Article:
Home » What is Alaskan smallpox, the symptoms and how is it transmitted. The first fatal case – breaking latest news

What is Alaskan smallpox, the symptoms and how is it transmitted. The first fatal case – breaking latest news

by admin
What is Alaskan smallpox, the symptoms and how is it transmitted.  The first fatal case – breaking latest news

by Cristina Marrone

Since 2015, when the virus was discovered, only seven human cases have been reported. The infection resembles monkeypox and may have been transmitted by a stray cat

A man has died after hospitalization from a new virus discovered in 2015 and named Alaskapox, Alaskan smallpox. This is the first confirmed victim so far since the virus became known. This was confirmed by Alaska health officials with a Press release. The man, who lived in a wooded area, had a weakened immune system due to treatment against a tumor and this would therefore have aggravated the disease.

Experts say Alaskan smallpox causes an often mild illness and that infections are rare in humans since the virus circulates primarily in small mammals that populate throughout Alaska. Six of the seven cases confirmed so far, in fact, did not even require supportive care.

What is Alaskan smallpox

Alaskan smallpox was identified for the first time in a woman in 2015 and is an infectious disease caused by the Alaskapox virus (which belongs to the Orthopoxvirus genus), the same which also includes the Variola virus (responsible for smallpox, eradicated) and the monkeypox virus (Monkeypox) which has recently caused several outbreaks throughout the world, including Italy. All of these variants of smallpox infections cause skin lesions and swollen lymph nodes as well as flu-like symptoms.

Where the virus has spread

It is not yet known exactly how the disease spreads from animals to humans and how long it has been around. The virus is endemic in small mammal populations in Alaska and regularly infects voles (small rodents) and red-backed shrews, as well as other rodents such as red squirrels. Although only seven cases have been confirmed so far, experts believe that many people over the years have gone to the emergency room with skin lesions thinking they had been bitten by insects or spiders, but had actually contracted Alaskan smallpox. Joe McLaughlin, epidemiologist and chief of the Alaska Epidemiology Section at the Alaska Department of Health says: «It is very likely that the virus has been present in Alaska for hundreds, if not thousands of years. What has changed is the greater awareness of doctors and the knowledge of the fact that the virus is more widespread than we thought.”

Symptoms of Alaskan smallpox

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Symptoms from Alaskan smallpox are similar to those of monkeypox: swollen lymph nodes, skin lesions (that look like spider bites), pustules, red skin, joint and muscle pain. In immunocompromised people, the disease can progress more seriously to the point of being fatal. Alaskan smallpox is treated with antivirals and immunoglobulin drugs.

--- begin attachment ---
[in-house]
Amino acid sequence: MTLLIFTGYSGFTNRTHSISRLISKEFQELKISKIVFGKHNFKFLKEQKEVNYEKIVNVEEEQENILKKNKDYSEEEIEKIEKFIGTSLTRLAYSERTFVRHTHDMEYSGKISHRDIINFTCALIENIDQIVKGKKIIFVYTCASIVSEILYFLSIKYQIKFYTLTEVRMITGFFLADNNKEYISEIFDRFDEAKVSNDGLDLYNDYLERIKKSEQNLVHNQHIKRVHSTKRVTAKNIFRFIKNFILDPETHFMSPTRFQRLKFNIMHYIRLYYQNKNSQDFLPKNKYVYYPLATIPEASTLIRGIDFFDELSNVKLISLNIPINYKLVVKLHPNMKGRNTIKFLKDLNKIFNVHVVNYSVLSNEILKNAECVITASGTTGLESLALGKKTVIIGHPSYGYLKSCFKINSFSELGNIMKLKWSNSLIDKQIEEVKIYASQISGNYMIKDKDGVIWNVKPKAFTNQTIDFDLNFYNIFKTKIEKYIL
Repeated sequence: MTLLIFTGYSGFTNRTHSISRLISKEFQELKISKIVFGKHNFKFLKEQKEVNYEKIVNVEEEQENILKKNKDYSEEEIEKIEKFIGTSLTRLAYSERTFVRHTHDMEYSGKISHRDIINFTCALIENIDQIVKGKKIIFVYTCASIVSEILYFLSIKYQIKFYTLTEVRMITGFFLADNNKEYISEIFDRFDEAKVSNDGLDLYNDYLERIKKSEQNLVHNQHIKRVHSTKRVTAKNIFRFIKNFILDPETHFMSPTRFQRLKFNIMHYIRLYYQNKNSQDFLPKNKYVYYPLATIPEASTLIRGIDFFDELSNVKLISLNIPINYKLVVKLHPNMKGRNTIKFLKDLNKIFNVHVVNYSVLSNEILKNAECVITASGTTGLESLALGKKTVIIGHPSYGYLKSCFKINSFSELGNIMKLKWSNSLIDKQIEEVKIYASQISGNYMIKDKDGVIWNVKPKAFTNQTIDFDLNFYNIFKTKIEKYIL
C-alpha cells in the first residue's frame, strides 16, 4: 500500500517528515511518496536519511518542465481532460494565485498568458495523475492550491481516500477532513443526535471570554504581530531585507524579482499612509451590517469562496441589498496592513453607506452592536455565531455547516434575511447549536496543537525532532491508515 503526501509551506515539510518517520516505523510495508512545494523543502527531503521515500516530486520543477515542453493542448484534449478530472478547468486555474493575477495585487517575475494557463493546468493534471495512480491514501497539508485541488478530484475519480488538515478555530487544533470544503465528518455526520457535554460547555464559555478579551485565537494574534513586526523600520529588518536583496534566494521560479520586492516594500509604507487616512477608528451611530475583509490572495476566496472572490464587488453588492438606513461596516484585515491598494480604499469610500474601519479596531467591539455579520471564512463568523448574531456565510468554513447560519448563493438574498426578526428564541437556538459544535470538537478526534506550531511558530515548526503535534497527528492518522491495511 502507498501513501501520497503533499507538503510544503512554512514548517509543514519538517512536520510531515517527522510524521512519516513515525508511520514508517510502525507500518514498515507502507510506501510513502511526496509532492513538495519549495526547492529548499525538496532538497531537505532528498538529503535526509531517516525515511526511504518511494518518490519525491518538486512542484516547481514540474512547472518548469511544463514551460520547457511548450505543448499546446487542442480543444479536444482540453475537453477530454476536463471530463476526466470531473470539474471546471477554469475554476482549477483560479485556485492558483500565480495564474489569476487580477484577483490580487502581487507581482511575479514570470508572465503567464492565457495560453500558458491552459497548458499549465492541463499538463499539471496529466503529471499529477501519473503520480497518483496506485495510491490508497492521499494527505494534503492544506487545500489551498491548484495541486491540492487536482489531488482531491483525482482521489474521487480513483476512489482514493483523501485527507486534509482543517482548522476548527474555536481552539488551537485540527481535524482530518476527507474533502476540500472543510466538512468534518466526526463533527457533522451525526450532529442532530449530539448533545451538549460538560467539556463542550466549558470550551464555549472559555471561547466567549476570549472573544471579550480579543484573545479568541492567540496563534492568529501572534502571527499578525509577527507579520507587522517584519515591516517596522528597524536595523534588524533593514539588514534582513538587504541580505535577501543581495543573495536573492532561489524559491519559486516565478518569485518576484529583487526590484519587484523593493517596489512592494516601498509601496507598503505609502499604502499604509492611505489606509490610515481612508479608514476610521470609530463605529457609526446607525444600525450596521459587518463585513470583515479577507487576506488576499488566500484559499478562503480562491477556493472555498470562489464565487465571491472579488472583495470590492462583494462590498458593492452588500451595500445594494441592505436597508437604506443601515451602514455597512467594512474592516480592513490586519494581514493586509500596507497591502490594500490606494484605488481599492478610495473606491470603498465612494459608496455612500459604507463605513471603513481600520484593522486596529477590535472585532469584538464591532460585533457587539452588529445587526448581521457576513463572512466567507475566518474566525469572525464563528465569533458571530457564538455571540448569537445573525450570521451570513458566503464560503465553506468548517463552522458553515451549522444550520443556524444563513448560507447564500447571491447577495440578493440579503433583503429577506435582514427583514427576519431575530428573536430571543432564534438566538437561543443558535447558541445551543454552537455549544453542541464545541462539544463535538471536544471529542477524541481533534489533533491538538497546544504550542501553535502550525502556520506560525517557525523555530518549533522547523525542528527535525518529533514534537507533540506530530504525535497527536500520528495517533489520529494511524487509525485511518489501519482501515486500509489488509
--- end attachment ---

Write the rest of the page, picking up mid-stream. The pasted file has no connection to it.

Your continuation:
How the disease spreads to humans

It is not yet clear how the disease spreads between humans but it is very likely that it occurs through direct contact with infected animals or body fluids. The reservoir, as mentioned, are shrews and the northern vole, but domestic animals can also be infected, rarely.

The deceased man told doctors that he was taking care of a stray cat but it scratched him often. Once he was scratched on the right armpit and a month later, in September 2023, a red paula formed in that area. The cat was then tested with all variants of smallpox, but tested negative. However, health officials still believe that the cat may have been the source of the virus: it is possible that the feline carried the virus through its claws after scratching other rodents. All of the other Alaska smallpox patients identified so far have owned a dog or cat, and health officials are working to determine the role of pets in transmitting the virus. The deceased man was then admitted to hospital on November 17 because the injury had affected his ability to move his arm and he died at the end of January.

To date, human-to-human transmission has never been confirmed, but experts believe that it can be contagious like monkeypox, therefore through close contact with an infected person, contact with body fluids (particularly coming from pustules) and through by air, with respiratory droplets.

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February 14, 2024 (modified February 14, 2024 | 5:04 pm)

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